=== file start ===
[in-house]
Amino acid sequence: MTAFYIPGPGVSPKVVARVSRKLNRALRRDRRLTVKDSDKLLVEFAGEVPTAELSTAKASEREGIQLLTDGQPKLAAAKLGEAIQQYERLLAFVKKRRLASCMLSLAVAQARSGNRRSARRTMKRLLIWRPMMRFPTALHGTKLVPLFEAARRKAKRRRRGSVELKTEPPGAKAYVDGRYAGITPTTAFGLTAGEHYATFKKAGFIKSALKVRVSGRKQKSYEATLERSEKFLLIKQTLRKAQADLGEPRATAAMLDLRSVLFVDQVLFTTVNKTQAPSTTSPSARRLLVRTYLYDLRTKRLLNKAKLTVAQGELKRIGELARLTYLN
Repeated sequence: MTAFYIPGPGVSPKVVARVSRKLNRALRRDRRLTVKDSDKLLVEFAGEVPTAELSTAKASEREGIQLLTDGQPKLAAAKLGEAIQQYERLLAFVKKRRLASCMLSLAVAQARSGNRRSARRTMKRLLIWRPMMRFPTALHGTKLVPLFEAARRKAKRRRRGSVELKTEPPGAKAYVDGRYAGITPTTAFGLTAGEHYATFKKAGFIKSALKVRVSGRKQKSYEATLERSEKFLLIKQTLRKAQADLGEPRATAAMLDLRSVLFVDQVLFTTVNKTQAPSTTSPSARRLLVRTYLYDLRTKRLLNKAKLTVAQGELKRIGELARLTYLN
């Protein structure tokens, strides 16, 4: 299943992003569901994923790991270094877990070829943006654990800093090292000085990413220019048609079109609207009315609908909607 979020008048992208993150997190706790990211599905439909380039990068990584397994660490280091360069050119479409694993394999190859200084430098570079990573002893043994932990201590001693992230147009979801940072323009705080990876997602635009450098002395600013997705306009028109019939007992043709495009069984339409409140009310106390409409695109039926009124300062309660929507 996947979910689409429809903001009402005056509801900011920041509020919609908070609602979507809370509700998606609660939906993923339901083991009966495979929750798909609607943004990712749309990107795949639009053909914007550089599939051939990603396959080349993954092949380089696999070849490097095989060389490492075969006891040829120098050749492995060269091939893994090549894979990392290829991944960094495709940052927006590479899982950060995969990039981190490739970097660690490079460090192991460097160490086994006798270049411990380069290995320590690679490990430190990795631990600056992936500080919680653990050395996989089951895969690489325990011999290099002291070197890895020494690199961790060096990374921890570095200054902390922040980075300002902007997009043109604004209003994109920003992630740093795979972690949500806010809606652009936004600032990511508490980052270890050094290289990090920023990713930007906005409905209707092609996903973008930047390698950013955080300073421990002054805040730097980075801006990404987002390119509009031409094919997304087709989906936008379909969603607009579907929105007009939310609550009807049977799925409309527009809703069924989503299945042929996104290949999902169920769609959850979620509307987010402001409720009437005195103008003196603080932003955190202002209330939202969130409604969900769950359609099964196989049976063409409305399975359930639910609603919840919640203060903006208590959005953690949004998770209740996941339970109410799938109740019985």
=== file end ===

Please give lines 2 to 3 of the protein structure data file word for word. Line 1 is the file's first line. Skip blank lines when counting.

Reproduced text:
Amino acid sequence: MTAFYIPGPGVSPKVVARVSRKLNRALRRDRRLTVKDSDKLLVEFAGEVPTAELSTAKASEREGIQLLTDGQPKLAAAKLGEAIQQYERLLAFVKKRRLASCMLSLAVAQARSGNRRSARRTMKRLLIWRPMMRFPTALHGTKLVPLFEAARRKAKRRRRGSVELKTEPPGAKAYVDGRYAGITPTTAFGLTAGEHYATFKKAGFIKSALKVRVSGRKQKSYEATLERSEKFLLIKQTLRKAQADLGEPRATAAMLDLRSVLFVDQVLFTTVNKTQAPSTTSPSARRLLVRTYLYDLRTKRLLNKAKLTVAQGELKRIGELARLTYLN
Repeated sequence: MTAFYIPGPGVSPKVVARVSRKLNRALRRDRRLTVKDSDKLLVEFAGEVPTAELSTAKASEREGIQLLTDGQPKLAAAKLGEAIQQYERLLAFVKKRRLASCMLSLAVAQARSGNRRSARRTMKRLLIWRPMMRFPTALHGTKLVPLFEAARRKAKRRRRGSVELKTEPPGAKAYVDGRYAGITPTTAFGLTAGEHYATFKKAGFIKSALKVRVSGRKQKSYEATLERSEKFLLIKQTLRKAQADLGEPRATAAMLDLRSVLFVDQVLFTTVNKTQAPSTTSPSARRLLVRTYLYDLRTKRLLNKAKLTVAQGELKRIGELARLTYLN